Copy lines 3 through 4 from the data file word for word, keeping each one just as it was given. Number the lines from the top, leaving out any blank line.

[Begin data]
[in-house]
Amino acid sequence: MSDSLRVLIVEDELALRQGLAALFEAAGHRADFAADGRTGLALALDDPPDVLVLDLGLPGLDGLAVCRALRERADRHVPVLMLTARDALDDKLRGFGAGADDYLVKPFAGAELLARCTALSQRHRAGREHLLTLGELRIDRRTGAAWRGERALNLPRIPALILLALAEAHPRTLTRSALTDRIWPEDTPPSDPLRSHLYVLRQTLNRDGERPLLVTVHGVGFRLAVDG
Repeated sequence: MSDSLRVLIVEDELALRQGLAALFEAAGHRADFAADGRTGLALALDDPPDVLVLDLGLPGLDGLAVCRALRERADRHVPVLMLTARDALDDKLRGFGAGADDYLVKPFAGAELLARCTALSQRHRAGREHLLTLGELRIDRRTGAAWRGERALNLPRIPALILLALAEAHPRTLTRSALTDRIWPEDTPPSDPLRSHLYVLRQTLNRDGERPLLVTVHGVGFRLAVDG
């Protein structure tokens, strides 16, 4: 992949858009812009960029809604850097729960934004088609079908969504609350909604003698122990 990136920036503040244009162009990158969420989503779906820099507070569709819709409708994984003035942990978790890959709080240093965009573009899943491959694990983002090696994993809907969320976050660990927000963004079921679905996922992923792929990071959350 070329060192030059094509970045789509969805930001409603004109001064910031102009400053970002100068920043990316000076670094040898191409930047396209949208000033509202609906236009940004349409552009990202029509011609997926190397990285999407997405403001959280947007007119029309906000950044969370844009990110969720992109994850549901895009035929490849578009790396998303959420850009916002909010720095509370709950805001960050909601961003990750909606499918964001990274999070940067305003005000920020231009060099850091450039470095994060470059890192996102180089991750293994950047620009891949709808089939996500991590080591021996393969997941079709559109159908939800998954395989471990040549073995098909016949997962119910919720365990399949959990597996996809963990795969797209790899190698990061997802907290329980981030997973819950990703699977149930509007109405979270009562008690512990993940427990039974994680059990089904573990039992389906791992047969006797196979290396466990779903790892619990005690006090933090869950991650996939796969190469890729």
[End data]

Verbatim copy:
Repeated sequence: MSDSLRVLIVEDELALRQGLAALFEAAGHRADFAADGRTGLALALDDPPDVLVLDLGLPGLDGLAVCRALRERADRHVPVLMLTARDALDDKLRGFGAGADDYLVKPFAGAELLARCTALSQRHRAGREHLLTLGELRIDRRTGAAWRGERALNLPRIPALILLALAEAHPRTLTRSALTDRIWPEDTPPSDPLRSHLYVLRQTLNRDGERPLLVTVHGVGFRLAVDG
């Protein structure tokens, strides 16, 4: 992949858009812009960029809604850097729960934004088609079908969504609350909604003698122990 990136920036503040244009162009990158969420989503779906820099507070569709819709409708994984003035942990978790890959709080240093965009573009899943491959694990983002090696994993809907969320976050660990927000963004079921679905996922992923792929990071959350 070329060192030059094509970045789509969805930001409603004109001064910031102009400053970002100068920043990316000076670094040898191409930047396209949208000033509202609906236009940004349409552009990202029509011609997926190397990285999407997405403001959280947007007119029309906000950044969370844009990110969720992109994850549901895009035929490849578009790396998303959420850009916002909010720095509370709950805001960050909601961003990750909606499918964001990274999070940067305003005000920020231009060099850091450039470095994060470059890192996102180089991750293994950047620009891949709808089939996500991590080591021996393969997941079709559109159908939800998954395989471990040549073995098909016949997962119910919720365990399949959990597996996809963990795969797209790899190698990061997802907290329980981030997973819950990703699977149930509007109405979270009562008690512990993940427990039974994680059990089904573990039992389906791992047969006797196979290396466990779903790892619990005690006090933090869950991650996939796969190469890729």